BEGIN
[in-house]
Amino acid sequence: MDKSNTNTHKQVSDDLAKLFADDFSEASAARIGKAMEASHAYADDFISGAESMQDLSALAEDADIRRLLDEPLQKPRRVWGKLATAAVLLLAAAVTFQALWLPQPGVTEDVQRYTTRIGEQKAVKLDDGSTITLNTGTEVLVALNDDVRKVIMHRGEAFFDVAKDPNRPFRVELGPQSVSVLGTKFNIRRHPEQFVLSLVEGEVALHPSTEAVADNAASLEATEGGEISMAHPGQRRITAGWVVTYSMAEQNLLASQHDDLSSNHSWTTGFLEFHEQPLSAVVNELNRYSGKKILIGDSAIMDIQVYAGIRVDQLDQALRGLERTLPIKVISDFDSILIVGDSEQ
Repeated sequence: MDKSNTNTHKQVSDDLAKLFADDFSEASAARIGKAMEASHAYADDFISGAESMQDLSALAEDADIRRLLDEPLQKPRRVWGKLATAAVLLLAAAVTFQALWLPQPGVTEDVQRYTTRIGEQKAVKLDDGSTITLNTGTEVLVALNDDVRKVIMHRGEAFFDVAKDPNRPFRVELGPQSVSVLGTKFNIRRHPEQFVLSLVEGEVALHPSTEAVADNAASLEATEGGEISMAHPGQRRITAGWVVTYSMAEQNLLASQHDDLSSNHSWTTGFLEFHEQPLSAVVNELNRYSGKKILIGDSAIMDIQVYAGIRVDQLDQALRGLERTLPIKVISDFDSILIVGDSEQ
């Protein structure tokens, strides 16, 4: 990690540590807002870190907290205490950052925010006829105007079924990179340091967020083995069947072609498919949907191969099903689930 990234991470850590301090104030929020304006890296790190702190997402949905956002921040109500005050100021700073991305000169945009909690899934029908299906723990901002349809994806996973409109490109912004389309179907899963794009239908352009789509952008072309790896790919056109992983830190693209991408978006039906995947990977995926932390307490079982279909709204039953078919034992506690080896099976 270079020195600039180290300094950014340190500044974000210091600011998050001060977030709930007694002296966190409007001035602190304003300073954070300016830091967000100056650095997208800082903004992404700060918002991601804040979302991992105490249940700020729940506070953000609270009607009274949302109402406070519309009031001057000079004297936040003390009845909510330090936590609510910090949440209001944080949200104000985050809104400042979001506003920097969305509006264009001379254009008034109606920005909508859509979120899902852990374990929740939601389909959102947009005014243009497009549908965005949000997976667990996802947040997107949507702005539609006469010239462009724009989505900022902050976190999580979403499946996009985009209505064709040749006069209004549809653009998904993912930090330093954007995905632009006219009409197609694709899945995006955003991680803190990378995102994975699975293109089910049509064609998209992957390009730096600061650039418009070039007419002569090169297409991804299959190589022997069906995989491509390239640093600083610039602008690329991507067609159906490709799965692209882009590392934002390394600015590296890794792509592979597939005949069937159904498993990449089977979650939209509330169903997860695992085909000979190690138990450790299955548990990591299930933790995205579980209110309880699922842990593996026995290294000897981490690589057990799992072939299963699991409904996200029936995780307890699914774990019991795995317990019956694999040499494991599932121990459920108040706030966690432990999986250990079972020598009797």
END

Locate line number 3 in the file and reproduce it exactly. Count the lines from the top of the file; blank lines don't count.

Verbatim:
Repeated sequence: MDKSNTNTHKQVSDDLAKLFADDFSEASAARIGKAMEASHAYADDFISGAESMQDLSALAEDADIRRLLDEPLQKPRRVWGKLATAAVLLLAAAVTFQALWLPQPGVTEDVQRYTTRIGEQKAVKLDDGSTITLNTGTEVLVALNDDVRKVIMHRGEAFFDVAKDPNRPFRVELGPQSVSVLGTKFNIRRHPEQFVLSLVEGEVALHPSTEAVADNAASLEATEGGEISMAHPGQRRITAGWVVTYSMAEQNLLASQHDDLSSNHSWTTGFLEFHEQPLSAVVNELNRYSGKKILIGDSAIMDIQVYAGIRVDQLDQALRGLERTLPIKVISDFDSILIVGDSEQ